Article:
Minnesota Moments Magazine is a unique, creative and informative lifestyle magazine for Minnesotans or anyone else interested in our great state. You can buy a copy of this May/June issue at any Barnes and Noble or large magazine retailer for $4. You can subscribe to Minnesota Moments or find out more about the bimonthly magazine by logging on to
www.minnesotamoments.com. I highly recommend it!
The cover of the magazine is an original drawing of Lakeview
created by artist Lisa Webskowski.
created by artist Lisa Webskowski.
Lakeview makes the Travelocity Top 10 List
Local Secrets, Big Finds 2005. By David Krotz
It's old and familiar and maybe taken for granted.But the folks at Travelocity.com think it's "one of the most authentic, truly hidden gems in Minnesota." The Internet travel site with millions of registered users has chosen the Lakeview Drive-Inn at 610 E. Sarnia St. as one of 10 Minnesota "Local Secrets, Big Finds for 2005."
As the oldest restaurant in Winona, the Lakeview Drive-Inn has been around since 1938, when Emil Berzinski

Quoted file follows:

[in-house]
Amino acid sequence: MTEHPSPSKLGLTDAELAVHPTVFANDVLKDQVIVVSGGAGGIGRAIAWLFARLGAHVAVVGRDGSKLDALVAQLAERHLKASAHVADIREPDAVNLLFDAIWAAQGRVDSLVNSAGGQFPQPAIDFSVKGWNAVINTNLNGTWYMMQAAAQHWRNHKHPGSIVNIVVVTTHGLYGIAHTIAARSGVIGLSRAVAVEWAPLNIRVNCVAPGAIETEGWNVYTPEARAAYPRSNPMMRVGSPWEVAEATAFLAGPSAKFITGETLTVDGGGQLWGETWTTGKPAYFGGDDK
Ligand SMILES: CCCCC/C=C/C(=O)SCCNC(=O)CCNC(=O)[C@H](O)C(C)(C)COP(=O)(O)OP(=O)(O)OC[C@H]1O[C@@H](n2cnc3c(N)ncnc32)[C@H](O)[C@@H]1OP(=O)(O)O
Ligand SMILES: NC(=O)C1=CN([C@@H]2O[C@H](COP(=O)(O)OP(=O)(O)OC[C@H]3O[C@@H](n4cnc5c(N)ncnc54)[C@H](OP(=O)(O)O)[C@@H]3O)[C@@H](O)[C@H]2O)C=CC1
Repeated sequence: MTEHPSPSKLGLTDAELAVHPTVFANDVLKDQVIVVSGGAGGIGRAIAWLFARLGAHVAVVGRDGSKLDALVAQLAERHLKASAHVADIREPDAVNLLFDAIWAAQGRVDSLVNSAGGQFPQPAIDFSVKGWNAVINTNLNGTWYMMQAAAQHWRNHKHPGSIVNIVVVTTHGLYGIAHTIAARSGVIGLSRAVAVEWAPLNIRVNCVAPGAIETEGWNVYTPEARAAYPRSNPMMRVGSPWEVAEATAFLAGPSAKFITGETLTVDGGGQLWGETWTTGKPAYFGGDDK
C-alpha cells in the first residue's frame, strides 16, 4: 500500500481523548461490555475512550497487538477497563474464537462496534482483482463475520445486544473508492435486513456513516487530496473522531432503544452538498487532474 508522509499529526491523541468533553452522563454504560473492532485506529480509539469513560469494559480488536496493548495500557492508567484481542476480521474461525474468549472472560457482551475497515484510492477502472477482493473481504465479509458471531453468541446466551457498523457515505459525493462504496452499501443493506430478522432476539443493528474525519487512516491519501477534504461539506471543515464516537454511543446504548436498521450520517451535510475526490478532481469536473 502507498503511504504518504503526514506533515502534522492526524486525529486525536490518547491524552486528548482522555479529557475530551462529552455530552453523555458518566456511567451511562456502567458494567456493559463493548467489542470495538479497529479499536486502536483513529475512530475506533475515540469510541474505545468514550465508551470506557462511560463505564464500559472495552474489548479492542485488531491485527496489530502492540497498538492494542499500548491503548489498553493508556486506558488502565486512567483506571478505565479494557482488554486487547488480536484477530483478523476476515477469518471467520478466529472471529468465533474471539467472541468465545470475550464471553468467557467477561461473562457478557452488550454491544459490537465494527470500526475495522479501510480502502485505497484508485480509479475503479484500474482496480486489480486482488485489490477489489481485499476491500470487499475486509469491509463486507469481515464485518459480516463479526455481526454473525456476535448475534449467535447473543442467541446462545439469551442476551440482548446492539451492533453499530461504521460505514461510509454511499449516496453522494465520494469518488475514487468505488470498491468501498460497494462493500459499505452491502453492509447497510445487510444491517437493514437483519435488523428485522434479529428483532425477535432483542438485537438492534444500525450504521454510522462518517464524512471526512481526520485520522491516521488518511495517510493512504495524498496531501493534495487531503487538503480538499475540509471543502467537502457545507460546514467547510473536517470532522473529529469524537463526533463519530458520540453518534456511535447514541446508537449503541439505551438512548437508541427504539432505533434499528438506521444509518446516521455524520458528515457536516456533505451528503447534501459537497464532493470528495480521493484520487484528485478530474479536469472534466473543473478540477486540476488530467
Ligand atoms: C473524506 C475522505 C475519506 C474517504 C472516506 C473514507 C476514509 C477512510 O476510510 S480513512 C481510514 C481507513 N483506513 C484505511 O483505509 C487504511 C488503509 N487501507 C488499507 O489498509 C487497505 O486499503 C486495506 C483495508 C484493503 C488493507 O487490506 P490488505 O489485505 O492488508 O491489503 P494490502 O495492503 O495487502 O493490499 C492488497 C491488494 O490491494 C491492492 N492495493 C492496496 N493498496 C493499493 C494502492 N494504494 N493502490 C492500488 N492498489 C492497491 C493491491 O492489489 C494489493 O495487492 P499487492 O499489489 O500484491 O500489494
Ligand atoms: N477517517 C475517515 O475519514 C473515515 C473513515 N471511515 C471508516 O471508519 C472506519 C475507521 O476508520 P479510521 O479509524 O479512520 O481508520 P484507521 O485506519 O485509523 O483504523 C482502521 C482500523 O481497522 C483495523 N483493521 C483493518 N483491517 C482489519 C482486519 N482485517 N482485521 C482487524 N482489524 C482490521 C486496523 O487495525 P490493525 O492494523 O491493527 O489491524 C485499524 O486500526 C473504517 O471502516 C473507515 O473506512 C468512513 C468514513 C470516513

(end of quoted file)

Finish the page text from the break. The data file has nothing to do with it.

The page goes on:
opened and ran it for 21 years. Since 1977, the Glowczewski family has owned and operated the restaurant, first Bill and Sue and, more recently, their sons, Tim and John. The brothers were delighted by the recognition granted by the national travel company, which booked travel for 4.9 billion users in 2004. "We didn't do anything special," said Tim Glowczewski.
"We're one of the few places to still have carhop service." That and the fact the Lakeview makes its own root beer, offers "all American cuisine," holds cruise nights every Wednesday during the summer and is Winona's oldest
eatery were reasons Travelocity selected it, he said.
He was notified of the honor in an e-mail from Travelocity in January. Nominations were submitted by registered Travelocity users, said Amy Ziff, Travelocity editor-at-large. Regular customer Darryl Mac said the Lakeview was one
of the three reasons he moved to Winona in 1976. The other two reasons were a beautiful blonde and the area bluff lands.
"It's a good place and good people run it," he said. "This place is a family operation, the old way. You've just got to love it. It's so cool."
The Glowczewskis began Cruise Nights 17 years ago, choosing Wednesdays to offer an open invitation to owners of
street rods, and antique and classic automobiles. Eighty to 100 cars show up every week, fill the lot and park along Sarnia Street for two blocks in both directions, Glowczewski said. The first Wednesday of July, August and September are also designated as Motorcycle Nights. Promotional surprises are also promised during the summer.